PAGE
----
By Richard Deitsch
March 11, 2013

Charles Barkley is about to go on a rant about the Knicks, so let's pass him the mic.

"People say I don't like the Knicks, but I think that's really unfair," Barkley says in New York City on Monday afternoon. He is sitting on the third floor of an upscale Manhattan hotel to promote the CBS/Turner Sports coverage of the upcoming NCAA Tournament and taking questions from a collection of national media about the NBA and the college game. "Listen, I never have any preconceived notions. What I said about the Knicks is, No. 1, they are too old to stay healthy; No. 2, you can't keep shooting threes like that, and they don't rebound the ball. I said that in November. I said that in December. I said that in January and February. Now everything I said is coming true, and people are like, 'Well, I guess you were right.' Listen, I don't know anything about anything in the world but basketball. I never have a hidden agenda. I would love to see the Knicks do well. It would be great for the NBA. But they could not keep that pace up."

So how far can the Knicks go, Charles?

"They can't get past the second round," said Barkley. "I'm not sure they can get past the first round with or without [Amar'e Stoudemire]. It's going to depend on the matchup. I have said all along I think Indiana is the second-best team in the East. They have no chance if Carmelo [Anthony] is not healthy. Zero. They have a fighting chance to win a first round series if he is healthy, but I don't see them getting past the second round."

Soon the conversation moved onto the Lakers, another favorite topic of Barkley's this season.

"Listen, I don't think the Lakers are going to make the playoffs," Barkley said. "There are three legitimate teams in the West: Memphis, San Antonio and Oklahoma City, and the Lakers can't beat any of those three teams."

Then came a detour through Brooklyn.

"The Nets are becoming like the New York Jets," said Barkley. "You all talk about the Jets all the time here like you all talk about the Lakers. The Jets stink and the Lakers are mediocre at best."

Speaking of the Lakers, next came a question about where Lakers center Dwight Howard would end up next season.

"You know, that's a great question," Barkley said. "I don't think anyone knows that. Dwight Howard is one of the more interesting guys that I've watched over the last few years in the NBA. I have never seen a guy who is such a terrific player and a really good guy make so many mistakes. You wonder who is around him. I've never seen a guy with more 'What-the-hell-is-he-thinking-moments.' It's crazy."

Talk of Howard soon moved to the relationship between Howard and Kobe Bryant.

"As I said before, I wish he would tell Kobe to shut the hell up and get off [his] back," Barkley said. "He has become a punching bag. He's a great player and a great kid, but I have never seen a guy do more bad will to his image in the last couple of years."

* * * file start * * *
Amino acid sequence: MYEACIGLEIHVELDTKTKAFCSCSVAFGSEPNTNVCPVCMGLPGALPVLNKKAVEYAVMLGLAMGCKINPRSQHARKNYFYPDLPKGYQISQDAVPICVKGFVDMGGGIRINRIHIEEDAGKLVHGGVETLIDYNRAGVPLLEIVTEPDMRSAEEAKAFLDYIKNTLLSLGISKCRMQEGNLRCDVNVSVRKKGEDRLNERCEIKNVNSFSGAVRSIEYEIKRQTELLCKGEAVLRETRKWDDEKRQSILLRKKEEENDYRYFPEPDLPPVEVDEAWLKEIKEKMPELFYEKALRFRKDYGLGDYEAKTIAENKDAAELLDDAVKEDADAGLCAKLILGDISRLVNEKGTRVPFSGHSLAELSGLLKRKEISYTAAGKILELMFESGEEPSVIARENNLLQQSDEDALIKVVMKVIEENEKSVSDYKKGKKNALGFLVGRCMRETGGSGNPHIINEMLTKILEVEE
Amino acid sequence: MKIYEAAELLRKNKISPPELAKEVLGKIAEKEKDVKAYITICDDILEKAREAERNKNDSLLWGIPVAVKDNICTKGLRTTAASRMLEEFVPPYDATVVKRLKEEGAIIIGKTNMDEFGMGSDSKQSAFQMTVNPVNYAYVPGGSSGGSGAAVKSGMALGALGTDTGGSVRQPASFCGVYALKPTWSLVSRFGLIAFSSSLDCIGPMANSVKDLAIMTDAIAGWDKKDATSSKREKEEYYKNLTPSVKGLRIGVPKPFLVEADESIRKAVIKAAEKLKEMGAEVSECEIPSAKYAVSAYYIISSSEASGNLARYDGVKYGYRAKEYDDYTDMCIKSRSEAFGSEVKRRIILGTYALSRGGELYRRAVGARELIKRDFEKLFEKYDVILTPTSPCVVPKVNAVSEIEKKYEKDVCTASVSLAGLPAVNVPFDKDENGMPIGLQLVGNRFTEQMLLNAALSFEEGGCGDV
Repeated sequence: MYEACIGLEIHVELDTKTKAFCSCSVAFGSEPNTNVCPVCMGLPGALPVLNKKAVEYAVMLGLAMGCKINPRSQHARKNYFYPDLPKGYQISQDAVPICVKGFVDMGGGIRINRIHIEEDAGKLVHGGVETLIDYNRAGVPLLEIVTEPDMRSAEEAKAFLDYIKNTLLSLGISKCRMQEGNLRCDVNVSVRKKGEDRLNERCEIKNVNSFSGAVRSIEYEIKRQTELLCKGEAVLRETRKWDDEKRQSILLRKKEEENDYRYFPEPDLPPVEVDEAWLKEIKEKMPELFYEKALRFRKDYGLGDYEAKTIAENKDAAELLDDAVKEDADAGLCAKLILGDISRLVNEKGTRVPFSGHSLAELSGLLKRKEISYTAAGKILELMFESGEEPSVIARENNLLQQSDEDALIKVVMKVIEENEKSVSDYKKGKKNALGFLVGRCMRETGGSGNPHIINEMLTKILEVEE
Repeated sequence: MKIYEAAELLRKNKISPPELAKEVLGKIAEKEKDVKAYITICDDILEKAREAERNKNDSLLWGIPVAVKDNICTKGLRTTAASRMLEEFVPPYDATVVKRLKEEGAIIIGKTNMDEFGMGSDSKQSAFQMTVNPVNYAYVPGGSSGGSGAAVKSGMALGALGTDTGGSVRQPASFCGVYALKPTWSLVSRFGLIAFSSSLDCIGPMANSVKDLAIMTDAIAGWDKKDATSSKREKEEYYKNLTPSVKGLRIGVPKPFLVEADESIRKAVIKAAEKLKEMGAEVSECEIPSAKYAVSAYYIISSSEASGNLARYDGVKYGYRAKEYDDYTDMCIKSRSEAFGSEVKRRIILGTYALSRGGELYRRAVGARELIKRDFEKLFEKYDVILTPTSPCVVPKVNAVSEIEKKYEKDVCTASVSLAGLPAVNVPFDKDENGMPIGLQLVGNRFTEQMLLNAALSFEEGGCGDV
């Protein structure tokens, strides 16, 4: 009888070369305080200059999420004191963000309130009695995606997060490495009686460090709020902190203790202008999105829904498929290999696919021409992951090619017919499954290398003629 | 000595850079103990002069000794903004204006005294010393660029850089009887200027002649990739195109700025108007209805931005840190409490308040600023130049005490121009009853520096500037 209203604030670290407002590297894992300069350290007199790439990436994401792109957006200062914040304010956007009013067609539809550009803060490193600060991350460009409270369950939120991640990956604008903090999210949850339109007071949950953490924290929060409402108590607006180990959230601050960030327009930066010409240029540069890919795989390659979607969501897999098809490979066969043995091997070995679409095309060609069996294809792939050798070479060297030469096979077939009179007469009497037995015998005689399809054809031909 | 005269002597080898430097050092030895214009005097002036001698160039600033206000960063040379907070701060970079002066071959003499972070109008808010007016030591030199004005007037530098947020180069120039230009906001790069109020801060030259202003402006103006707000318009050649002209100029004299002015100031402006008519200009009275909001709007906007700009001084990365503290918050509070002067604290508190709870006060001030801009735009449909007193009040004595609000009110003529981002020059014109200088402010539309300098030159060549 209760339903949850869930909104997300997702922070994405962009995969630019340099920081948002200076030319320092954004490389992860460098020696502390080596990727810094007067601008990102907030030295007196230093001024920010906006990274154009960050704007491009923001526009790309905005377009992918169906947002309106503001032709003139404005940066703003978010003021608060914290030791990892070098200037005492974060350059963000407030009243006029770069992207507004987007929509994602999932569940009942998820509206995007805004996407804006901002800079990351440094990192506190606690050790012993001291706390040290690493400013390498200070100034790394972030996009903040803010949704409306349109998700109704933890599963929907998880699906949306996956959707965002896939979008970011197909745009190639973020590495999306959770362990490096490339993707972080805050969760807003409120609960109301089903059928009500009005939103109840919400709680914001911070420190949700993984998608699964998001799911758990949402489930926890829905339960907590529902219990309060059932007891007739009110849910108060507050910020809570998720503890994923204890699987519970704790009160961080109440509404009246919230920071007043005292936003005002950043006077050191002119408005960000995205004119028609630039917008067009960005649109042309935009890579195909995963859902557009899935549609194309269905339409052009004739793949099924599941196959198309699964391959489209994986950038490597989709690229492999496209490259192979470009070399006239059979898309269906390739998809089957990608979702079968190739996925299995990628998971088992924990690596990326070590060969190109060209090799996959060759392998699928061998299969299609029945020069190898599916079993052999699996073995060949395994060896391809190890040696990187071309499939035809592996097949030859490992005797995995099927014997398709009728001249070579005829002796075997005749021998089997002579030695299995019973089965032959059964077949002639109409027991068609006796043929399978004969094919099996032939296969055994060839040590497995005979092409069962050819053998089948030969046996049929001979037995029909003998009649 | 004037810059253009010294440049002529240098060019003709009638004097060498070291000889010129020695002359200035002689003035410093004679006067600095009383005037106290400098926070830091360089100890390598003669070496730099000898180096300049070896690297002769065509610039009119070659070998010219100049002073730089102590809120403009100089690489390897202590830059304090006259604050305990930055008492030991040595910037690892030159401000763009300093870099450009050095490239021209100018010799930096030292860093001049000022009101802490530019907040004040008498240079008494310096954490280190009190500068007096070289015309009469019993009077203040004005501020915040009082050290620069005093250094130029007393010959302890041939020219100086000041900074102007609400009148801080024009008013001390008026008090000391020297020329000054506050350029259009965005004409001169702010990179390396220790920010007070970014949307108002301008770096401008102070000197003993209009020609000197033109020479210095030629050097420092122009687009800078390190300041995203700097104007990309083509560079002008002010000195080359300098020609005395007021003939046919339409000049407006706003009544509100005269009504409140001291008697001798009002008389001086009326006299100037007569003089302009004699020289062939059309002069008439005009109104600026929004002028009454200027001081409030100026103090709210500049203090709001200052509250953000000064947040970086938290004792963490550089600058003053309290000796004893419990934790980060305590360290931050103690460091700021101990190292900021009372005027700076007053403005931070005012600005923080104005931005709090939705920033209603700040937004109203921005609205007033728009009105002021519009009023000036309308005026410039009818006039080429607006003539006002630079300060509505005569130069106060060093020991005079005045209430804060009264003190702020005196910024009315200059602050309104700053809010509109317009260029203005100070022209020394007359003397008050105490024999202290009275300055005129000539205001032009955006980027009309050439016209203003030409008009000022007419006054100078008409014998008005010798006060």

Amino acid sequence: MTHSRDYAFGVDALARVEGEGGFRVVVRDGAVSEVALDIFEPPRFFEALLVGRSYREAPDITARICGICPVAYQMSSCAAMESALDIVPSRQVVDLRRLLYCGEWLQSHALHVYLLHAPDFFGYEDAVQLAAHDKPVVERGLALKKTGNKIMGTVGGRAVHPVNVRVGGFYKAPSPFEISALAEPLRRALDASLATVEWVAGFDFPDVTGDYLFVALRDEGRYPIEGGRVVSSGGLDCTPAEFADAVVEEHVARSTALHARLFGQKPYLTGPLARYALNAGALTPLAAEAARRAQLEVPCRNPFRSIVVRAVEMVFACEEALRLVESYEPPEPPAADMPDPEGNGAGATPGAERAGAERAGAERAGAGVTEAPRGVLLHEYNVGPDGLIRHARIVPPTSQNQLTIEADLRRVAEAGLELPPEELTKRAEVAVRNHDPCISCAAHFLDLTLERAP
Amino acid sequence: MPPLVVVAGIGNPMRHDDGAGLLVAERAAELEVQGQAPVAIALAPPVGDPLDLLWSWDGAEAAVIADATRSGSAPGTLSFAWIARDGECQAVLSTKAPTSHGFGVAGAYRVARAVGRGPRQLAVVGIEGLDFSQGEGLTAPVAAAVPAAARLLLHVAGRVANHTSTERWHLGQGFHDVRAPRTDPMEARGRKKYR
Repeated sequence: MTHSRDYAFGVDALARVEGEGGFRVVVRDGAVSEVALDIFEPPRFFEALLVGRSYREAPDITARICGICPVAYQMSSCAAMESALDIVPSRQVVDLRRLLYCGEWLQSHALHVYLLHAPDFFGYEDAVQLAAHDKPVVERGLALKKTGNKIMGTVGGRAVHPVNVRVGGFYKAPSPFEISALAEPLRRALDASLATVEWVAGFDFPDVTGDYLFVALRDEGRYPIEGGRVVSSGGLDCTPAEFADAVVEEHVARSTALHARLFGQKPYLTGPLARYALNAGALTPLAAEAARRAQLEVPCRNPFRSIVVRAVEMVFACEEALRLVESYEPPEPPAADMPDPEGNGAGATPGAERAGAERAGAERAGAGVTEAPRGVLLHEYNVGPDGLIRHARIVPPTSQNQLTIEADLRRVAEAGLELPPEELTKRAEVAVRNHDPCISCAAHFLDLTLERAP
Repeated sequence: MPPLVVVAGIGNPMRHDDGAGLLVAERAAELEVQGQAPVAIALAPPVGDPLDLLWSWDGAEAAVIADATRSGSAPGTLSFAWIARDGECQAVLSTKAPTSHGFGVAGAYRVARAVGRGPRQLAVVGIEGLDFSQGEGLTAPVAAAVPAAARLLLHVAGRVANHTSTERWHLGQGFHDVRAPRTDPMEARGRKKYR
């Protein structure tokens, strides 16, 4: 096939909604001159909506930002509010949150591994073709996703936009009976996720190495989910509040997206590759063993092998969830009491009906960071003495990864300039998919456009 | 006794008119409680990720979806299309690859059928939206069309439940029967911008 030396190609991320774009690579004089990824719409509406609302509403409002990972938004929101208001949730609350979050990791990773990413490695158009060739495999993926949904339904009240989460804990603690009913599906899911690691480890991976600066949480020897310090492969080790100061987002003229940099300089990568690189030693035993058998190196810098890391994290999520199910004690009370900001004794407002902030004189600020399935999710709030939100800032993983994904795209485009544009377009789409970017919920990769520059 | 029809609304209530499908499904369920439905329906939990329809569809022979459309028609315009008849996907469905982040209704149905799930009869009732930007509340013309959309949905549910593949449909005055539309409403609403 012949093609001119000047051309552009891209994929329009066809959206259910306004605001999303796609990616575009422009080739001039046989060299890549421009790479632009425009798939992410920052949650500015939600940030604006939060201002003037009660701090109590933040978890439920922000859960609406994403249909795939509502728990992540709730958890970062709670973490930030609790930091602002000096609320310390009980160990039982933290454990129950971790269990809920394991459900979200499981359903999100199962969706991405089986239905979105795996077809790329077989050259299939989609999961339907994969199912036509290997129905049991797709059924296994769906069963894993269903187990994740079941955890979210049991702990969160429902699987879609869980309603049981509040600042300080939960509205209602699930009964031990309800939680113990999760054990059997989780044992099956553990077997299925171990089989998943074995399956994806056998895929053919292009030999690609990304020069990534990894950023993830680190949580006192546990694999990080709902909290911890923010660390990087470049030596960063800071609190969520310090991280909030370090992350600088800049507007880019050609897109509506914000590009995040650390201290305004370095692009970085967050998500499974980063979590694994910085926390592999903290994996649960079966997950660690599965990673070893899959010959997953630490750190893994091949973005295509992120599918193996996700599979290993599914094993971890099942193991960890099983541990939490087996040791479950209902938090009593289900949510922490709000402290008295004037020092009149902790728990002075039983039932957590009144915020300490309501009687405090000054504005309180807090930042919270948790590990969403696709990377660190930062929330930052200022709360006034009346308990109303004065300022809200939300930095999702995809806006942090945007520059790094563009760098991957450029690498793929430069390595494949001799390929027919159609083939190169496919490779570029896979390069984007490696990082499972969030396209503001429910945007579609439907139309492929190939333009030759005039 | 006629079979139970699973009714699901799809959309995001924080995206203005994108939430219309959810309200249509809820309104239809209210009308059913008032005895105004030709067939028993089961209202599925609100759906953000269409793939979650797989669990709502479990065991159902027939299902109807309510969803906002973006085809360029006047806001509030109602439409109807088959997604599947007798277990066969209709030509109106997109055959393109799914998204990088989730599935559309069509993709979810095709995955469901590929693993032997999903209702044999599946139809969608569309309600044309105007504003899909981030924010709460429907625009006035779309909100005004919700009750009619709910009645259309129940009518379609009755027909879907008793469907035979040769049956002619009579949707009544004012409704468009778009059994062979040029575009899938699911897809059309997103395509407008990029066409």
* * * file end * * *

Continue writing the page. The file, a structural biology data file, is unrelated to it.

With the interview coming a day after DeAndre Jordan's dunk on Brandon Knight became the talk of social media, Barkley was asked his thoughts on the play.

"Twitter and social media have taken sports to a whole other level," Barkley said. "That's just the way it is. That was a terrific dunk, obviously. But listen, I played against Michael Jordan and guys like that, so nothing is going to be surprise me."

The subject turned to when college players should enter the NBA.

"You can't look yourself in the mirror after one year of college and say I'm ready for the NBA," Barkley said. "That's not an honest thing. I understand you want the money but you can't sit there and tell me, 'I'm ready for the NBA.'"

What about LeBron James?, asked a reporter.

"He's the only one," Barkley said. "Here is an argument I have used: The three greatest are probably LeBron, Kobe Bryant and Kevin Garnett, and Kobe Bryant and Kevin Garnett were not ready for the NBA when they first came in. LeBron is the only one and he is a freak of nature. But as great as those guys (Bryant and Garnett) were, they still struggled early in their careers. But you are talking about some all-time players. These other f-----s can't play.

"Yes, there are exceptions," Barkley continued. "But now every [college] guy is like, 'I'm going in like Kobe.' You can tell watching them play they think they are going to the NBA after one year. They should not be thinking like that. If you are kicking ass every night, we will tell you should come to the NBA. Some guys go in the second round, and if you go in the second round, you should not leave college. If you are a lottery pick, you should leave college; I agree with that. But some guys are leaving college, they go in the second round, and end up in the (bleeping) D-League."

There was a suggestion about shortening the NBA season.

"That's a great point but these owners are greedy pigs," Barkley said. "If we started the season around Christmas and played, say, 70 games, we would stay from football and college football. I think if we played 70 games and started later we would benefit."

Talk turned to broadcasting, and Barkley was asked if he'd ever be interesting in covering something outside the NBA, such as the Olympics.

"I would love to do the Olympics," Barkley said. "The Olympics are cool. I tell people: If you haven't been to the Olympics, it's much different than it is on television. It's a really cool event. Going to the Olympics, holy sh--, it was cool. Dude, I'd have no problem having fun doing any sport. I wouldn't want to act like I was a guy who knew all about it but it might be fun having me do bobsled or something like that."

Then Barkley paused.

"No, wait, that's (bleeping) the Winter Olympics. No, bleep that. I want to go where it's (bleeping) warm. I don't want to go anywhere where it's cold."

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